It is not rare to see wildly successful blogs launch sister blogs. If a multitude of blogs is born over time, they’ll progress into a network.8 Each site promotes the network, typically at the top and the bottom of each site, in turn sending each other visitors.
One such example is the Cheezburger Network. It all started with the popular LOLCAT blog I Can Have Cheezburger? and has expanded to now include dozens of blogs, including FAIL Blog and Memebase.
Despite the humorous nature of these sites, networks like this can be a very serious business. For instance, the aforementioned network received a $30 million investment Another example of one of the oldest blog networks is Gawker Media which includes popular blogs such as Lifehacker and Gizmodo Keep in mind that you don’t always have to come up with new domain names.
At times you may want to simply create new sections in your existing blog and dedicate the same kind of effort to them as if they were their own sites.
MobileCrunch used to be a site unto itself available at MobileCrunch.com; however, it has since become part of the new, larger TechCrunch.In the case of MobileCrunch, it isn’t even branded differently on the TechCrunch site. It’s just a category.
VentureBeat created ten or so brands; all kept on the same domain name. Each section is branded as if it were a standalone site (e.g., MobileBeat) complete with its own logo. If the topics are not related enough, it is preferable to use new brands and domain names for sister blogs.
Launch the Second Blog
As you probably can imagine by now, it is possible to create a media empire online by running a series of successful sites that promote each other. Is it easy? Certainly not; but once you’ve established one blog and managed to make it very popular, launching a second one and making it successful, too, is not terribly hard.
Picture this: you are running a successful blog about cars, and you now want to launch a blog about motorbikes. Your second blog won’t start from scratch. In fact, you’ve got the invaluable asset of firsthand experience under your belt now.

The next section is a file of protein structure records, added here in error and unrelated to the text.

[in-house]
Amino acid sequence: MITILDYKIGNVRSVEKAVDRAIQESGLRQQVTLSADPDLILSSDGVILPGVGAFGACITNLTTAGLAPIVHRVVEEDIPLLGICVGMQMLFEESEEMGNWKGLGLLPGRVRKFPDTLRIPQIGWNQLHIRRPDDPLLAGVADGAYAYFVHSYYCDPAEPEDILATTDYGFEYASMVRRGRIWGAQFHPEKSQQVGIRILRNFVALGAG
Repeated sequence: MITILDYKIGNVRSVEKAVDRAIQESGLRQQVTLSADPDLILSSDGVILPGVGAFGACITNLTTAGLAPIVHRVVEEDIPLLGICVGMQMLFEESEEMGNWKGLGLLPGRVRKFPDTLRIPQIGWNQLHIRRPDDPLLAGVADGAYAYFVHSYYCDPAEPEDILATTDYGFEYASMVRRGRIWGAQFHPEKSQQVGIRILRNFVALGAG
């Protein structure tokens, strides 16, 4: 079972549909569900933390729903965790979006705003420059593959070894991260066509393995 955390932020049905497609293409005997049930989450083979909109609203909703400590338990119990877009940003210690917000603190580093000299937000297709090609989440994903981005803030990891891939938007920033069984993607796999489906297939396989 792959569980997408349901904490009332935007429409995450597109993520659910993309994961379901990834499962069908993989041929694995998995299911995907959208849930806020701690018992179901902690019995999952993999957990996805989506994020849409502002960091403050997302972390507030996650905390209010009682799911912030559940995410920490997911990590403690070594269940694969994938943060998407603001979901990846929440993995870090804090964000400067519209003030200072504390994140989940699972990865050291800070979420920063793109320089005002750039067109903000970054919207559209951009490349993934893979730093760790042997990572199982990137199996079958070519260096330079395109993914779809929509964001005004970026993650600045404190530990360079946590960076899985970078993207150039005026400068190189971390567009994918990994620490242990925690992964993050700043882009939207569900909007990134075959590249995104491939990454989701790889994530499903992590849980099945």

Not only that, but you’ll announce and talk about your new blog on your existing site so your feed readers can learn about it. And if you have a powerful presence on social networks like Twitter, your followers there will also learn about your new venture.
From an SEO standpoint, it is beneficial to link to your new blog from such a popular preexisting site, even if both are on the same server.
SEO will give you all sort of tricks, such as hosting the sites on different class C IP addresses to convince Google that the two sites are not related and therefore the links from the popular one to the new one should be valued a lot.
Ignore all that. It’s not worth your time or money in a scenario where you are already so successful.
Remember to have links in your navigation bar, perhaps an ad in the sidebar, and to mention the new blog several times in your posts as your site is just beginning to get off the ground.
Chances are, a percentage of your car enthusiast audience will also be into bikes and will, therefore, check out your new blog. Ta-da! Instant traffic for your second site.
Rinse and repeat the process of promoting new online properties from existing ones. Just be warned that if you are trying to create a network on your own, it can quickly become overwhelming. If you were posting ten times per week, now you need to post twenty, thirty, or more times, depending on how many sites you launch.
Networks are definitely not for everyone. They require multiple writers, ideally a few editors, and good management to ensure things run smoothly. You’ll also need a good hosting solution to handle all the traffic that an entire series of successful blogs will attract.